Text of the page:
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Three Reasons To Avoid Do-It-Yourself Household Wiring Projects

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Many modern homeowners have embraced the do-it-yourself (DIY) movement wholeheartedly, thanks to the proliferation of cable television home improvement programs combined with a sincere desire for a hands-on approach to their living situations. However, homeowners should use caution when it comes to making repairs or improvements on household wiring. According to the National Fire Protection Association, malfunctioning household wiring is one of the leading causes of residential fires. Besides the risk of creating a situation conducive to structural fires, other good reasons exist for leaving the electrical work to the experts. Following are three of them.

Counterfeit Electrical Parts

A plethora of counterfeit electrical parts exists on today's market, and they can sometimes even be found on the shelves of legitimate home and garden retail stores. Counterfeit electrical parts are such an issue on today's supply chain that they are even causing problems for the military. These parts are manufactured from substandard materials in countries such as China and packaged in ways that make them almost impossible for the average consumer to differentiate from the real thing. These parts pose serious potential dangers to anyone who uses them, and your chances of avoiding having them in your home are substantially increased when you hire a professional, licensed electrician rather than going the DIY route.

Municipal and County Codes

By law, electrical wiring has to adhere to specific municipal and county codes, and the jargon contained in these specifications is frequently difficult for those without electrical training to decipher. Your local electrical contractor will have a firm understanding of these codes as well as be cognizant of any recent updates. Even if you get lucky and your wiring job doesn't cause any major problems in your home, you may be in for an unpleasant surprise when you decide to put your home on the market. Bank loans are contingent on homes being able to successfully pass an official inspection, and you will have to pay to have the work done over again if the inspection uncovers a faulty wiring job.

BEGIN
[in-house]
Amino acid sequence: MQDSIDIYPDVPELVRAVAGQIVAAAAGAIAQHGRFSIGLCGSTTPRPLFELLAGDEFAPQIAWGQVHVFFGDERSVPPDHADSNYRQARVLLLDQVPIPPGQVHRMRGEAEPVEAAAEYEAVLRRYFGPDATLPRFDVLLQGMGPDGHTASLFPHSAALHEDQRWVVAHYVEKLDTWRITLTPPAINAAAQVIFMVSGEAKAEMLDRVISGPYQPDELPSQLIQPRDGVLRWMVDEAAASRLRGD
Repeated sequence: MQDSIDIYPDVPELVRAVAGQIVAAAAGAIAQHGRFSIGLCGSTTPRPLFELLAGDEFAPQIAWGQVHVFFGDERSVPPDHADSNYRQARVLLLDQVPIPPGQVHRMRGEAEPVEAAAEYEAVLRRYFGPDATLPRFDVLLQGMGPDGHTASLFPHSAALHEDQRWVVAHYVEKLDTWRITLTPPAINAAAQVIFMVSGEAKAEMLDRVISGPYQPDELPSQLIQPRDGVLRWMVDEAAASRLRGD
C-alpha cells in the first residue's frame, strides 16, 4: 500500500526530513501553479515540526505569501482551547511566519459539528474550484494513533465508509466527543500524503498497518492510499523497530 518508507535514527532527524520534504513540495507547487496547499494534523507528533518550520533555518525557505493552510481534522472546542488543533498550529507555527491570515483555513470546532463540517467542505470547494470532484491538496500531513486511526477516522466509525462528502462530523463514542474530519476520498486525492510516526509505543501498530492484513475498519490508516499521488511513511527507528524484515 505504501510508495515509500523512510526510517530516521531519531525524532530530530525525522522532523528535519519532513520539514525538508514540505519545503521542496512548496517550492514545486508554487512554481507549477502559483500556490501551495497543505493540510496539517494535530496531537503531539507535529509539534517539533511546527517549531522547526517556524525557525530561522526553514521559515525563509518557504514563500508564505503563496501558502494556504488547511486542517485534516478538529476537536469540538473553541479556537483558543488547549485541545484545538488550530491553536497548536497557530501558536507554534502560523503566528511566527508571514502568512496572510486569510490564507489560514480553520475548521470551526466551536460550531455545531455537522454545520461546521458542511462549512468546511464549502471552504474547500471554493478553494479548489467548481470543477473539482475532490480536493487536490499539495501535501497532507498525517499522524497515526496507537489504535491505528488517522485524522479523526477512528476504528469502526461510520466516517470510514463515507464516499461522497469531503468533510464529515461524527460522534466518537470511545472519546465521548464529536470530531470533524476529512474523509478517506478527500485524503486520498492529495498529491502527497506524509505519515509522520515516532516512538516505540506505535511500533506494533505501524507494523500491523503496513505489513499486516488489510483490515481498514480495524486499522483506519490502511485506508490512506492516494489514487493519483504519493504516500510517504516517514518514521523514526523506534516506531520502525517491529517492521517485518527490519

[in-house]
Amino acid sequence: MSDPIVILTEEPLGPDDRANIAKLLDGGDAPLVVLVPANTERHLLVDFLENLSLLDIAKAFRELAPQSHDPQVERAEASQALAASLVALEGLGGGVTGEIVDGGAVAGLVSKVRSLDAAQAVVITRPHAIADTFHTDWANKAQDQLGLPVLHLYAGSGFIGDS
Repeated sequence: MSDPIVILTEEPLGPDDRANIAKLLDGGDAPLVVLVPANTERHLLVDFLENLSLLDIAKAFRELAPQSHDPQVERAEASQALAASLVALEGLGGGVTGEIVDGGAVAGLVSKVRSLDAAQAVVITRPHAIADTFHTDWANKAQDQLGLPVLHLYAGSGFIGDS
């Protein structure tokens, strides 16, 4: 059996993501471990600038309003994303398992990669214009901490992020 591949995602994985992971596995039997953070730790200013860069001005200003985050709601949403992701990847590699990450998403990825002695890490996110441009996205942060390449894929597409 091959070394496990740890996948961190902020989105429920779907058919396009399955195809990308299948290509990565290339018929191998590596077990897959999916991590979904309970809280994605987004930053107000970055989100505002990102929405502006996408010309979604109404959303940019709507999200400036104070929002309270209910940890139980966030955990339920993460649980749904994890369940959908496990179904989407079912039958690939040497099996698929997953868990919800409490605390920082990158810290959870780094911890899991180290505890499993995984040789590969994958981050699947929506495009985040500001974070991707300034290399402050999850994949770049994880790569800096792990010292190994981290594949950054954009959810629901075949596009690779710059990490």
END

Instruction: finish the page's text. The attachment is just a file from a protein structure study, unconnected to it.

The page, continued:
Some states, such as Massachusetts, require that all electrical work be performed by a contractor with a current license in good standing with the state electrical board. If work has been found to be in violation of local building codes or is otherwise found to be substandard, the chances are very good that your insurance company will not cover any damages resulting from fire or other conditions caused by substandard wiring.


A DIY household electrical wiring job may work for a while, but eventually it's going to have to be replaced --either when the home can't pass an inspection to qualify for a pending sale or when it becomes obvious to household residents that the wiring is malfunctioning. Symptoms of bad wiring include flickering lights, hot spots in the walls, scorch marks next to outlets, and a burnt odor in the atmosphere. It's nearly always less expensive to call a qualified electrician in the first place to do the work than it is to have him repair and redo an amateur wiring job. Keep this in mind the next time you are tempted to save a few bucks and do the work yourself. The same thing goes for hiring a friend or relative who supposedly knows something about electrical wiring at a cut rate in an attempt to save a little money.

Although it isn't directly related to initial cost, an electrical contractor who performs work in your home will also provide you with a written warranty in the event that anything goes wrong, and faulty work will be redone at no cost to you. Professional electricians are also covered by bonds and insurance in the event that they become injured while on the job on your property.  Follow the link to find more information on professional electrical services.